The spring of 2020. Yes, you remember exactly where you were when you realized that the world as you knew it had come to a screeching halt. To be honest, there are weekends that life is so crazy I almost miss that year….ALMOST! There was a peace in the simplicity that we were forced into. But one thing that was evident that year, God has created community for a reason. It was very evident that year, at least to me, that life alone can seem fun for a minute, but it also leads to complacency, leaning into comfort, and if we are not careful blindness to our own self-reliance.
As restricts lifted and we were once again coming together, it was evident to me that things would never be like there were pre-2020, for good and for not-so-good. But, one of the “good” things, in my eyes, is the undeniable need for gathering for church services to worship our Savior together.
Matthew 9: 12-13 says, “ When Jesus heard this, he said, “Healthy people don’t need a doctor—sick people do.” Then he added, “Now go and learn the meaning of this Scripture: ‘I want you to show mercy, not offer sacrifices.’ For I have come to call not those who think they are righteous, but those who know they are sinners.”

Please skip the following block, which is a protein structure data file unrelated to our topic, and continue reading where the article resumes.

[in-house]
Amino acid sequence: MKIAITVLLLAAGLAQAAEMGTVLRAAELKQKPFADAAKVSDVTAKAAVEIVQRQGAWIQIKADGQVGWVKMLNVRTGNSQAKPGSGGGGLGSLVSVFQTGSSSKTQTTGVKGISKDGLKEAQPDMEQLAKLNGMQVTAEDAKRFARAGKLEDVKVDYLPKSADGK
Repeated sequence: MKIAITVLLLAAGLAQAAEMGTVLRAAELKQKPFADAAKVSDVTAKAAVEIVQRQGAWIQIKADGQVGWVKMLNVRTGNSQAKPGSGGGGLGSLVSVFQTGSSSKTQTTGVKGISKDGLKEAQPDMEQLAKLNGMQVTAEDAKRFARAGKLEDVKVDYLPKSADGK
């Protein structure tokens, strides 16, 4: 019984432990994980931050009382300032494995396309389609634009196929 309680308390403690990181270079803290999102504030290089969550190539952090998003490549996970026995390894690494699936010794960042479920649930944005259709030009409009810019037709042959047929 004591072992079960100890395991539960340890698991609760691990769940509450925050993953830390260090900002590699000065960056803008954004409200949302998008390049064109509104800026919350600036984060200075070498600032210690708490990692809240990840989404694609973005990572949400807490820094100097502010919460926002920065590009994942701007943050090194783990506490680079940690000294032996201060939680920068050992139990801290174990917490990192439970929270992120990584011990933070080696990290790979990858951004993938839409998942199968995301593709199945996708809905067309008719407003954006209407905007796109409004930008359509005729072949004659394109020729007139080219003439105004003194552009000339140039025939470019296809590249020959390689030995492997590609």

Prior to the shutdown of 2020, church was important to me, but I had fallen into a rhythm of church rather than focusing on the worship. The forced isolation created space for me to evaluate my heart and what I needed. In the above verse, Jesus reveals the heart of God to the people, that he does not desire sacrifices (passionless routine) but mercy (loving others as God does). Jesus says here that he did not come for those who “think” they are righteous, but those who know they are sinners.
2020 forced me to look inwardly, to evaluate what side of the spectrum I was on, and to choose where I needed to be. When we were able to be together again, there was renewed passion and commitment to each other as a church family and to God with a new zeal for true worship.
It is easy to fall into the comfort of isolation, being deceived into thinking that you are “good enough” alone. Jesus reminds us here in Matthew that we need more than ourselves, we need him. May we be a people who never forgets that we need Jesus. May we be a people of mercy, seeing others as God does. May we be a people known for sharing our weaknesses to make much of God’s strength. May we be a people who treasures worshiping our Savior together, building each other up, and igniting our fire for the Lord as we see how Jesus is healing each of us.
Daily Reading: For Everyone
Matthew 9: 12-13